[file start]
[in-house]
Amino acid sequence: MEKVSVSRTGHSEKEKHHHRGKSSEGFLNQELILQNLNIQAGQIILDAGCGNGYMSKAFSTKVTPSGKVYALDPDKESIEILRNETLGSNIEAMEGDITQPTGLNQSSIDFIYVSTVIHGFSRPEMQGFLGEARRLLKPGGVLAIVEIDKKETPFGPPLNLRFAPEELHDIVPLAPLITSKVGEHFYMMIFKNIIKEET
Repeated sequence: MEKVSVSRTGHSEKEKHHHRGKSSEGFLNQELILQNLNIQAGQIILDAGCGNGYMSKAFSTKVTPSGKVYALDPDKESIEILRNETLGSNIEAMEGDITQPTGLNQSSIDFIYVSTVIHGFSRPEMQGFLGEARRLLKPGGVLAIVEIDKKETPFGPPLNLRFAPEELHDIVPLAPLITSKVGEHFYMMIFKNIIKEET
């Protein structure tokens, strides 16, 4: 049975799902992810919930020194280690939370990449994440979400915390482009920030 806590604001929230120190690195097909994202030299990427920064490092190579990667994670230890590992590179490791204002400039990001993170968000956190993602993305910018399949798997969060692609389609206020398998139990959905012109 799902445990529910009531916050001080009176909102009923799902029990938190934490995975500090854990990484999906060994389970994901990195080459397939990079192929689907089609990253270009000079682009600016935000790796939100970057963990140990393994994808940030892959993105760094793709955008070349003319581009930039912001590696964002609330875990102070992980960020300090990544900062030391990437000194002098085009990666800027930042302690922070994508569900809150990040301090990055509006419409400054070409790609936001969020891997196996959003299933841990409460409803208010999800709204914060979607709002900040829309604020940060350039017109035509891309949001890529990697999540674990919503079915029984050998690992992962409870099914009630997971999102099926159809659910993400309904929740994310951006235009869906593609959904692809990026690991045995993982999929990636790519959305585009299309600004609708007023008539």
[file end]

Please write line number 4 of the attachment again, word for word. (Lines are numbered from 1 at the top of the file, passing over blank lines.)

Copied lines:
């Protein structure tokens, strides 16, 4: 049975799902992810919930020194280690939370990449994440979400915390482009920030 806590604001929230120190690195097909994202030299990427920064490092190579990667994670230890590992590179490791204002400039990001993170968000956190993602993305910018399949798997969060692609389609206020398998139990959905012109 799902445990529910009531916050001080009176909102009923799902029990938190934490995975500090854990990484999906060994389970994901990195080459397939990079192929689907089609990253270009000079682009600016935000790796939100970057963990140990393994994808940030892959993105760094793709955008070349003319581009930039912001590696964002609330875990102070992980960020300090990544900062030391990437000194002098085009990666800027930042302690922070994508569900809150990040301090990055509006419409400054070409790609936001969020891997196996959003299933841990409460409803208010999800709204914060979607709002900040829309604020940060350039017109035509891309949001890529990697999540674990919503079915029984050998690992992962409870099914009630997971999102099926159809659910993400309904929740994310951006235009869906593609959904692809990026690991045995993982999929990636790519959305585009299309600004609708007023008539």